Kendal Supports Oberlin Drama at Grafton

After 36 years in prison, newly released inmate, Jerome Thompson, says he is a changed man. Part of that change is thanks to a theatre program that promotes mutual respect and love.

Kendal resident Phyllis Gorfain, founder and artistic director of Oberlin Drama at Grafton, invited Jerome and other participants to Kendal recently to share their experiences with the innovative drama program.

An Arts Program for Positive Change

“You have no idea how you have effected change in my life. I have so much love in my heart. I love acting and I hope I can continue,” said Jerome, who has been involved with ODAG since it began in 2012. His acting credits include Brutus in “Julius Caesar” and Desdemona in “Othello.”

Jerome will be in Columbus next month to honor Phyllis, who is receiving the Arts Administration Award, one of nine to be handed out by the Ohio Arts Council and the Ohio Citizens for the Arts Foundation.

“Ultimately what I do is facilitate by making art possible in places and for people who don’t have access. I feel very happy that ODAG is being recognized and celebrated,” Phyllis said.

Typically, each production involves 15 actors, all men incarcerated at Grafton Correctional Institution, and a dozen volunteers from Oberlin College and elsewhere. Phyllis’ husband, Bruce Richards, plays a huge role, handling visitor gate passes and other logistics involved in performing inside a prison, maintaining the website and more.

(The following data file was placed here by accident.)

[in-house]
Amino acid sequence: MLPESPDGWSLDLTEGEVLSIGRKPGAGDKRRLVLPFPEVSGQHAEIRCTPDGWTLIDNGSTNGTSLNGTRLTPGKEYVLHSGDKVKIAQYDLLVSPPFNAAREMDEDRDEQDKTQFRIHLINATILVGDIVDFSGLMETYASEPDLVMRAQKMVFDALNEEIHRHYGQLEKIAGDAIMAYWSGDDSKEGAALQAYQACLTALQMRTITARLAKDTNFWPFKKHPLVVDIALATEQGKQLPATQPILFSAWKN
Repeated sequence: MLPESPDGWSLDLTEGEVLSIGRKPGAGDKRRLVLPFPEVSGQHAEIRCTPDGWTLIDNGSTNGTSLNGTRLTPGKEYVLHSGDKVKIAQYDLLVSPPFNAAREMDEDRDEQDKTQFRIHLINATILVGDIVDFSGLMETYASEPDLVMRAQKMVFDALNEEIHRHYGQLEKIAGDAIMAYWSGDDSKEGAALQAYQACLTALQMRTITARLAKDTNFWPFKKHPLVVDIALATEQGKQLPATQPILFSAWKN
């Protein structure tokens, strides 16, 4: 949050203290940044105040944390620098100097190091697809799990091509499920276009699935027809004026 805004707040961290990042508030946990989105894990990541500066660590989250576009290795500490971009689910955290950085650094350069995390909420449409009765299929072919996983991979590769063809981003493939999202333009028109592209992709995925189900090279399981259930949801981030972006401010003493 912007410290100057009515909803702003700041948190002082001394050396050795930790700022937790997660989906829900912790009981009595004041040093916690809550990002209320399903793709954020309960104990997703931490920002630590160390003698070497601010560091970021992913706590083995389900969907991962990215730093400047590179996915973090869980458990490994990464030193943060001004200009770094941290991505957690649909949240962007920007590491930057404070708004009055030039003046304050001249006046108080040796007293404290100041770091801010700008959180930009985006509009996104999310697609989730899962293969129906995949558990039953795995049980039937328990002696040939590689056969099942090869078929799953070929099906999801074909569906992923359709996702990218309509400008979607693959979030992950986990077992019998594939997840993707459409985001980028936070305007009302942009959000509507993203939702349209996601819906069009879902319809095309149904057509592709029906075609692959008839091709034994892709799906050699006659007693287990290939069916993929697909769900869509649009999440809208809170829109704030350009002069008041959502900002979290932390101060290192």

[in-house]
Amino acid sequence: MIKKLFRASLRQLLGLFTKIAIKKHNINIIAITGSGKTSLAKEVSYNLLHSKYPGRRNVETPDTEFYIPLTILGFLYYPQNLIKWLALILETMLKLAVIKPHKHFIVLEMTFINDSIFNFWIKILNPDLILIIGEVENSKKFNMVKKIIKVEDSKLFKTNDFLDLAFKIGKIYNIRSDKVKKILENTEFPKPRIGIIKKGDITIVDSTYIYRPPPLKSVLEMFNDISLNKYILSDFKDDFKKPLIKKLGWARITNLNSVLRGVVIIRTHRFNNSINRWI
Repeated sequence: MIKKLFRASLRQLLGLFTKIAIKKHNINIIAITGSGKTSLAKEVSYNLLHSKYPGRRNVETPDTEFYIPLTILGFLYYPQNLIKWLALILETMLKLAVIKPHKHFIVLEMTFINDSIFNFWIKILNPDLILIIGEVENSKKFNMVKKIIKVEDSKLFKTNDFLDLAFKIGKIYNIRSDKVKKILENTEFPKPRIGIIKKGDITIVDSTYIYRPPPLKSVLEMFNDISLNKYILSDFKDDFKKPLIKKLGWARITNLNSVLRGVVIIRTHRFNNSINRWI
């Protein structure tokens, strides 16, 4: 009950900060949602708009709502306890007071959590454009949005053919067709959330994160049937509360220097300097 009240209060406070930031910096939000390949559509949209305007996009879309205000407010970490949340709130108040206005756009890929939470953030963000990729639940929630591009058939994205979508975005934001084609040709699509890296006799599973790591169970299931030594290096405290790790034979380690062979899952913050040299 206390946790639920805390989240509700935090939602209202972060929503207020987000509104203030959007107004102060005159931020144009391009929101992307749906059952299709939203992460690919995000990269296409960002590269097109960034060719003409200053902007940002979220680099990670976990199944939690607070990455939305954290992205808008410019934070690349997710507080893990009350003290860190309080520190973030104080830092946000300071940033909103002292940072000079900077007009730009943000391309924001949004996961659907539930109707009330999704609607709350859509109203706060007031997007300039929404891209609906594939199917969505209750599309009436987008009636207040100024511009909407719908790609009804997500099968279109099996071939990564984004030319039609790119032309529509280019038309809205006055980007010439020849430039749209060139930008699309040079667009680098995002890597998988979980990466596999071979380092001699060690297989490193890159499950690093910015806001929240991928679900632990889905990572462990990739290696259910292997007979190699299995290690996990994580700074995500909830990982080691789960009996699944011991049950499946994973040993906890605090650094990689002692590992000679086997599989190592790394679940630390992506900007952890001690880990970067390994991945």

ODAG to Perform “The Merchant of Venice” in May

ODAG will perform its 12th production “The Merchant of Venice: An ODAG Adaptation” four times this May. The first show is for the prison’s general population, the second is for the family and friends of the actors, and the last two shows (May 13 and 14) are for outside invited guests. Registration is required.

The Kendal community has played a major role in ODAG’s success. Residents have donated money, built wooden sets and designed programs. About a third of the audience is usually Kendal residents and staff. In fact, Phyllis was first introduced to the Grafton prison through Kendal residents Harvey Gittler and Naomi Barnett, both deceased, who ran a writing workshop for inmates.